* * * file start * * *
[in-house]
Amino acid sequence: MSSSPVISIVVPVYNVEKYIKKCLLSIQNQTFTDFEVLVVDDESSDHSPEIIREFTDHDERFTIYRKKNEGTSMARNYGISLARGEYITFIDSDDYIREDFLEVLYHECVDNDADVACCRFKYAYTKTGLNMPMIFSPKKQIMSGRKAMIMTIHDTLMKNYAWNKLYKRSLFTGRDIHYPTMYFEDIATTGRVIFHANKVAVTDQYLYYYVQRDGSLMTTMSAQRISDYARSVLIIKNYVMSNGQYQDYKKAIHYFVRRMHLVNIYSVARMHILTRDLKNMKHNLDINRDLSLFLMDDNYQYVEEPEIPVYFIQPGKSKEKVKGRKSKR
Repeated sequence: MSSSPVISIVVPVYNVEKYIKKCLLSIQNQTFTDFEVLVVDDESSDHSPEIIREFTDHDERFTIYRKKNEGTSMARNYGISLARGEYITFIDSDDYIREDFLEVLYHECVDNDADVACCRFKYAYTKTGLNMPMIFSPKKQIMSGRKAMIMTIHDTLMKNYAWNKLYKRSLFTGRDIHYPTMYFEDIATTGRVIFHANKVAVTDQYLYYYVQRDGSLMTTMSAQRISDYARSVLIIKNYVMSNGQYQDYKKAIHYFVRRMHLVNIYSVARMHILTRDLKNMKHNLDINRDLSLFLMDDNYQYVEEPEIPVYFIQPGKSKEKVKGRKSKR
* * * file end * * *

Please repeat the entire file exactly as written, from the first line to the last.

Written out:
[in-house]
Amino acid sequence: MSSSPVISIVVPVYNVEKYIKKCLLSIQNQTFTDFEVLVVDDESSDHSPEIIREFTDHDERFTIYRKKNEGTSMARNYGISLARGEYITFIDSDDYIREDFLEVLYHECVDNDADVACCRFKYAYTKTGLNMPMIFSPKKQIMSGRKAMIMTIHDTLMKNYAWNKLYKRSLFTGRDIHYPTMYFEDIATTGRVIFHANKVAVTDQYLYYYVQRDGSLMTTMSAQRISDYARSVLIIKNYVMSNGQYQDYKKAIHYFVRRMHLVNIYSVARMHILTRDLKNMKHNLDINRDLSLFLMDDNYQYVEEPEIPVYFIQPGKSKEKVKGRKSKR
Repeated sequence: MSSSPVISIVVPVYNVEKYIKKCLLSIQNQTFTDFEVLVVDDESSDHSPEIIREFTDHDERFTIYRKKNEGTSMARNYGISLARGEYITFIDSDDYIREDFLEVLYHECVDNDADVACCRFKYAYTKTGLNMPMIFSPKKQIMSGRKAMIMTIHDTLMKNYAWNKLYKRSLFTGRDIHYPTMYFEDIATTGRVIFHANKVAVTDQYLYYYVQRDGSLMTTMSAQRISDYARSVLIIKNYVMSNGQYQDYKKAIHYFVRRMHLVNIYSVARMHILTRDLKNMKHNLDINRDLSLFLMDDNYQYVEEPEIPVYFIQPGKSKEKVKGRKSKR